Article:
June 16, 2005 ASM Presentation at the Biological Weapons Convention Meeting, Geneva

Thank you for inviting the American Society for Microbiology (ASM) and the International Union of Microbiology Societies (IUMS) to participate and present remarks on the professional responsibilities of scientists at the 2005 BWC Experts Meeting in Geneva. The ASM position will be presented first followed by comments from the IUMS.

The American Society for Microbiology is the largest single life science society in the world with over 43,000 members (over 20% international) who are involved in basic, applied and clinical research and testing. The Society has a diverse membership which is employed by academic institutions, industry, clinical laboratories, and government agencies. The Society publishes 11 journals, including Infection and immunity, Journal of Bacteriology and Journal of Virology, and holds three major scientific meetings annually, including the largest meeting in the world on infectious diseases and a meeting of approximately 800 attendees on Biodefense Research. The ASM publishes scientific books and sponsors meetings, conferences and workshops to stimulate research and the dissemination of experimental data.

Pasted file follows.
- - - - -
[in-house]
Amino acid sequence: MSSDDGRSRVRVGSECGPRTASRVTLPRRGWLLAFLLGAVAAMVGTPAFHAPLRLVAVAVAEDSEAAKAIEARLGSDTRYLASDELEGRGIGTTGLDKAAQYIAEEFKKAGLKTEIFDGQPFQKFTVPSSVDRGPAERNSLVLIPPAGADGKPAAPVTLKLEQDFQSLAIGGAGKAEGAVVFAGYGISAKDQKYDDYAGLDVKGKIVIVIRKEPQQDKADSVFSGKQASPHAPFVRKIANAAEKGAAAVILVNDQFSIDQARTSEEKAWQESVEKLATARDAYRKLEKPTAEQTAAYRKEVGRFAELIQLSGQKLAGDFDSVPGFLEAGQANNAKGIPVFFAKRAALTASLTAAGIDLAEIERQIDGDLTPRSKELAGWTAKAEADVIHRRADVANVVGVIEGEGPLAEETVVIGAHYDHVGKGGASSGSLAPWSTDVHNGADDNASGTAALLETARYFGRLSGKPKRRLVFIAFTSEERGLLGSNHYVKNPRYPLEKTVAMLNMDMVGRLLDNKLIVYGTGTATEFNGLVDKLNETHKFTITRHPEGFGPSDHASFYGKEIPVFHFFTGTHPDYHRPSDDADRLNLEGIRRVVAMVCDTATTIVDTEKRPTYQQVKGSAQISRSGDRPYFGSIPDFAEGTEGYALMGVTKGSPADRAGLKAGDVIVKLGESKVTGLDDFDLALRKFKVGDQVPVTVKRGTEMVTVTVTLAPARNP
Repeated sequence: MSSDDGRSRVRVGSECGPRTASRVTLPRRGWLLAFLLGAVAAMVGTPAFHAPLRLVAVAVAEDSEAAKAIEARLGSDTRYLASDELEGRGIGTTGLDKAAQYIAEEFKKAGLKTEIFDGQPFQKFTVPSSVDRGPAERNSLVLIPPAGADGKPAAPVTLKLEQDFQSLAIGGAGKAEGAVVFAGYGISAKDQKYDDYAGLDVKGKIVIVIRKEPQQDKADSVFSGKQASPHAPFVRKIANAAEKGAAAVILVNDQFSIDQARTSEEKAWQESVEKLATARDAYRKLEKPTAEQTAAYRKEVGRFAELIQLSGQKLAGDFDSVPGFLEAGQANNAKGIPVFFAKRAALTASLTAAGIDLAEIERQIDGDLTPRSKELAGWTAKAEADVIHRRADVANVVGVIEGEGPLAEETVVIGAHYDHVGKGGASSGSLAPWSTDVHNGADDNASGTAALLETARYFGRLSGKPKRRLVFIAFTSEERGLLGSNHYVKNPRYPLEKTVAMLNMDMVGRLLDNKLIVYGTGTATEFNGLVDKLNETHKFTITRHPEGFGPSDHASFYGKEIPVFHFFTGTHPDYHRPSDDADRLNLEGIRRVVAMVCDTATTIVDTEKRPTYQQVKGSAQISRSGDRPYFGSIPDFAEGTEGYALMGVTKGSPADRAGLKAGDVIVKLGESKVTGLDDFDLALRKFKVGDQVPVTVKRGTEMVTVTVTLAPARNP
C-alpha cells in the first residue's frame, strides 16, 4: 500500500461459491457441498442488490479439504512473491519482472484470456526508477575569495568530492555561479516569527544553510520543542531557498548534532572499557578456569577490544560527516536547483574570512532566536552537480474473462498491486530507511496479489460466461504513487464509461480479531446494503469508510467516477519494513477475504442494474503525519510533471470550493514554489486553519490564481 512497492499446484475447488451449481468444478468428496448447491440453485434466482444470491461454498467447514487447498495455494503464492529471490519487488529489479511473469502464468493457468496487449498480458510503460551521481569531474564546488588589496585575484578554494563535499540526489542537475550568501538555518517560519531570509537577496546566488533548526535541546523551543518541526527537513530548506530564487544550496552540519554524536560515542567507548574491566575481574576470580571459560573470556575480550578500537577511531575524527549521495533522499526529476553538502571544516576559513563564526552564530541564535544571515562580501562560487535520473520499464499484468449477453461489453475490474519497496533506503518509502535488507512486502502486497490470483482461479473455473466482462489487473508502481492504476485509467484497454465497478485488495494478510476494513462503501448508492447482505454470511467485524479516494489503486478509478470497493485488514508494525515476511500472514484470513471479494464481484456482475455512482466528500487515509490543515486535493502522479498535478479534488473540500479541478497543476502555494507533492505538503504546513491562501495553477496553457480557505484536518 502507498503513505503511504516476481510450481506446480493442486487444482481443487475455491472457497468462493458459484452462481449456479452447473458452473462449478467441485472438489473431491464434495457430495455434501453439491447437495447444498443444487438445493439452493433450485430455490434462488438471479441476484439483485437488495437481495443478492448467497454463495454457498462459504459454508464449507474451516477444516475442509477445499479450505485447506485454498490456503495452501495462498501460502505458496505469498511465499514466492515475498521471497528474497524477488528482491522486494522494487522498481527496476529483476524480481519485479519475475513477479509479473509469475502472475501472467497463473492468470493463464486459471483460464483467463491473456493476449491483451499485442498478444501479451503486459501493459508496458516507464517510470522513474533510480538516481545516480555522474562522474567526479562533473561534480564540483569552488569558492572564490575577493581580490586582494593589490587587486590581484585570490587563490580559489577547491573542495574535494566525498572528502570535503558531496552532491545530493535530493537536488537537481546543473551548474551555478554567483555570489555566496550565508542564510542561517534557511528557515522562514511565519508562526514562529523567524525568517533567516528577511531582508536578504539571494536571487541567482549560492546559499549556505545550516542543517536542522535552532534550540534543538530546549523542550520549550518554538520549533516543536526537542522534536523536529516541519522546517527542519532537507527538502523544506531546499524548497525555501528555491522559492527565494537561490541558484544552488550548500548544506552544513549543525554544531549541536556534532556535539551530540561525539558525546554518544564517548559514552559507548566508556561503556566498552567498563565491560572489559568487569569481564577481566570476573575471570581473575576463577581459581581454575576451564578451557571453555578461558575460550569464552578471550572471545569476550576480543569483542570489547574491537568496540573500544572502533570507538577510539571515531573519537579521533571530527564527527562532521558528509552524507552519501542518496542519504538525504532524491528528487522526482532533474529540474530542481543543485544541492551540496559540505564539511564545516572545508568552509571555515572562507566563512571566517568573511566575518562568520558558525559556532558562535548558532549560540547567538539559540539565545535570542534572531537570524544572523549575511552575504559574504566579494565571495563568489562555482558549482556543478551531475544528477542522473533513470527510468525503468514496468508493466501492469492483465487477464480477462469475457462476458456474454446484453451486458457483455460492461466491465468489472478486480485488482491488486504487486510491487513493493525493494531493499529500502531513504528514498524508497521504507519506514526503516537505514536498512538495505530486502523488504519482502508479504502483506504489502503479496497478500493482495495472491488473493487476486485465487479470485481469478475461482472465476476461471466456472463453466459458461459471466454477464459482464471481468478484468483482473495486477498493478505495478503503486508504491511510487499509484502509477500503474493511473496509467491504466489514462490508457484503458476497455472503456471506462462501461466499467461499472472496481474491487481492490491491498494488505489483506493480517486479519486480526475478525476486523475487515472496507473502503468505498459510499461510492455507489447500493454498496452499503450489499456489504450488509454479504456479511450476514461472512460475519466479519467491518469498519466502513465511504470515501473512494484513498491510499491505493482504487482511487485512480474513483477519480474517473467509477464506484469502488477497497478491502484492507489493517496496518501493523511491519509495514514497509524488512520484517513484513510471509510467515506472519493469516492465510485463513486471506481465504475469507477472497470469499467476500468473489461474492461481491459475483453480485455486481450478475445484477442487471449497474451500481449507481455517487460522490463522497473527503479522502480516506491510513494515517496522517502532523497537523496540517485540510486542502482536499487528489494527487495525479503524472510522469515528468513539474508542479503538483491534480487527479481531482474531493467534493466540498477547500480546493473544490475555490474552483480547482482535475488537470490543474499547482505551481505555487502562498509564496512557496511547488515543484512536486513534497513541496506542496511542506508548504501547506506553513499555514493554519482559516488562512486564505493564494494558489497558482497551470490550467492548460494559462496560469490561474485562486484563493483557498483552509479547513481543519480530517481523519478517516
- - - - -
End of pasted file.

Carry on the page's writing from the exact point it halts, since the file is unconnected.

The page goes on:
The ASM has been involved for over half a century in policy related to the potential misuse of pathogenic microorganisms and microbially produced toxins as weapons of warfare or bioterrorism. Since September 11, 2001 and the ensuing anthrax mailings, there has been heightened concern that protection against such future attacks be increased. Many worry that terrorists can subvert the normal scientific enterprise and policies have been established to restrict access to certain biological agents that could be used for deliberate harm. In the US expanded biodefense research on the most dangerous agents and toxins—the select agents—has intensified issues about biosecurity and the publication of information in scientific journals that could be put to inappropriate use. The ASM has been working with government officials and Congress on policy measures to enhance laboratory security without unduly inhibiting scientific research and the exchange of scientific information.